Bird Families

The giant cuckoo is a bird, the largest representative of the cuckoo family and nesting parasites in general

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Distribution - nests in the north and east of Australia, winters from New Guinea to Celebes. Habitat - sparse and swampy forests.

Appearance

The size of an adult bird is 58-65 cm. With its massive constitution and large curved beak, this bird rather resembles a toucan than a cuckoo. They keep singly or in small flocks in tree crowns.

Structural features

The eyes are brown, the ring around the eyes is purple-red, the beak is yellowish-horny, the legs are olive-brown. The female differs from the male in a slightly smaller size.

Reproduction

There is no detailed information about breeding yet, but it can still be assumed that the gigantic cuckoo also entrusts its eggs to other people's parents.

Lifestyle

They are most active at dawn and in the pre-dusk time, but sometimes they feed at night, announcing the surroundings with their extremely loud cries. The gigantic cuckoo tosses its eggs into the nests of real crows and flutist crows Strepera graculina At the same time, the female cuckoo often lays 2 or even more of her eggs in one tez-do at once. After hatching, the cuckoo does not try to throw out other chicks, but at the same time intercepts the lion's share of food.

Food

They feed mainly on fruits, especially ripe figs. They also eat large insects.

Giant cuckoo and man

In the South Asian islands and in Polynesia, there are cuckoos, which are called small toucan cuckoos.

Gigantic cuckoo

The giant cuckoo is a bird, the largest representative of the family of cuckoo and nesting parasites in general. It does not hatch the offspring on its own, instead it throws eggs into the nests of corvids and other large Australian Passerines and birds of prey. Breeds in Australia, New Guinea, Sulawesi, Lesser Sunda Islands and Bismarck Archipelago. In Australia it is a migratory bird, in the rest of its range it is a nomadic bird. It feeds on the fruits of figs and other woody plants, as well as insects. In some places it is a numerous species.

4. Nutrition

Like related koels, the diet is based on the soft fruits of woody plants, primarily figs, mistletoe, introduced black mulberry, trees of the Belfry family, as well as eucalyptus seeds. Most of the animal feeds are insects - beetles, stick insects, butterflies, grasshoppers. It occasionally feeds on eggs and chicks of small birds such as the bullfinch jay Struthidea cinerea, the Australian grallina Grallina cyanoleuca and the black-capped manorina Manorina melanocephala. The diet of chicks completely depends on the feeding specialization of the adoptive parents - for example, in the Strepera raven flutists, it consists of fruits, in corvids, it consists of insects and carrion. Birds feed in flocks of up to 20 birds in tree crowns, occasionally forming mixed associations with fig orioles or larvaeaters.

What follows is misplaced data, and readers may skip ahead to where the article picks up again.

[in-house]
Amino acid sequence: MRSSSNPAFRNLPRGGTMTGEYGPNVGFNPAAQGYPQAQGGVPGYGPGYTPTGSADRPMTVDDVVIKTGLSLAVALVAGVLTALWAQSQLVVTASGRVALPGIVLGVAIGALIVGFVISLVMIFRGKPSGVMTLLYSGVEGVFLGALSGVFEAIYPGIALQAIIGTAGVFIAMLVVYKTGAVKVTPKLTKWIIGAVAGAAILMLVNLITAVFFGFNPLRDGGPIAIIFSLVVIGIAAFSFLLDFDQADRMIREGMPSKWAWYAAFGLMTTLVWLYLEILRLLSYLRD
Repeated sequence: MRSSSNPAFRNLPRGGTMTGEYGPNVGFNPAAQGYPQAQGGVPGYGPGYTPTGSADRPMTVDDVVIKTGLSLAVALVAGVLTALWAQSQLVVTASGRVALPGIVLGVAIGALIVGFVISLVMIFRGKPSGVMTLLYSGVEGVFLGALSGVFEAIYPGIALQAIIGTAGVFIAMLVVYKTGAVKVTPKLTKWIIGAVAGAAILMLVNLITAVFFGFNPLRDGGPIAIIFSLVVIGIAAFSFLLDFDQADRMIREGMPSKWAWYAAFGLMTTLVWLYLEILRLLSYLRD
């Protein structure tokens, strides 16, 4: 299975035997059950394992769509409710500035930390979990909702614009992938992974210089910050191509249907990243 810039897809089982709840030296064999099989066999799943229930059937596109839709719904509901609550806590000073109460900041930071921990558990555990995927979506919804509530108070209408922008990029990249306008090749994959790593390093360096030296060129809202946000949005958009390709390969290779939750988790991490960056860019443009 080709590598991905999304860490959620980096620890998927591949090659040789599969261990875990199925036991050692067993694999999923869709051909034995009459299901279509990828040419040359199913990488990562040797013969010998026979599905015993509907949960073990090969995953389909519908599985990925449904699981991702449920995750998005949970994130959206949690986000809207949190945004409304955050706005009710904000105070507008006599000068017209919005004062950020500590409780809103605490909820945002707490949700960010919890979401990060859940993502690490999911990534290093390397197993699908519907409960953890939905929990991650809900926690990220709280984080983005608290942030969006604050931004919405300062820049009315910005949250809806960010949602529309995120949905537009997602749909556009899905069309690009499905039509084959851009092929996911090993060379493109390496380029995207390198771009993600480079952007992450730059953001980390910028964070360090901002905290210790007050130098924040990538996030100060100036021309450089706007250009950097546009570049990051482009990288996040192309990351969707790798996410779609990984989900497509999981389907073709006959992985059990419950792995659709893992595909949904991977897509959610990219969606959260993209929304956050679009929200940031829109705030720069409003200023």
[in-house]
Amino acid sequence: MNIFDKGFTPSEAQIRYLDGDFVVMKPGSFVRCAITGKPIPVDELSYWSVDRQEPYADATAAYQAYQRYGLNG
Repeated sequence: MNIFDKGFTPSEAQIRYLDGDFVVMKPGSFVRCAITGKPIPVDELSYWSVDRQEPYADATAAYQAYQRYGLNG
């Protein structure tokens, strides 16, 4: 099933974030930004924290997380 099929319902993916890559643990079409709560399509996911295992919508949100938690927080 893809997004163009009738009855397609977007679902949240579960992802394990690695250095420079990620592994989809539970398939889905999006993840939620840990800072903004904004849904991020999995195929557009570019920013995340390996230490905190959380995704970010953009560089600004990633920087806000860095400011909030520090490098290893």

5. Reproduction

Breeds in spring and summer corresponding to autumn and winter months in the northern hemisphere, but more precise egg-laying time varies from region to region. One of the mating manifestations of the male is the so-called demonstrative feeding, in which he presents a large insect to the female. The female does not incubate eggs on her own, but lays one or two in the nests of other large songbirds, while often destroying the master's clutch. The appearance of the cuckoo eggs imitates the eggs of the chosen prey - they can be colored bluish-green, clay, pinkish-gray or dull white with the same varied speckling. Newborn cuckoo chicks do not push their real parents out of the nest, but due to their rapid growth and aggressive behavior, they do not give them access to the food they bring. As observations show, at the age of one week, the cuckoo chick no longer has other rivals. After 17 - 24 he begins to fly, but for about a month he is fed by his foster parents before he becomes completely independent.

On Sulawesi, the cuckoo often falls prey to the lesser crow, on the islands of Flores and Sumba, the flores raven and large-billed crow, and in New Britain, the Australian raven. The latter species, as well as other crows such as the Australian crow and Bennett's crow, also feature frequently in reports from Australia. In addition to them, on the Green Continent, the collar hawk Accipiter cirrocephalus, the white-winged jackdaw Corcorax melanorhamphos, the Australian grallina Grallina cyanoleuca, the whistling crow and the variegated flutist crow are becoming adoptive parents.

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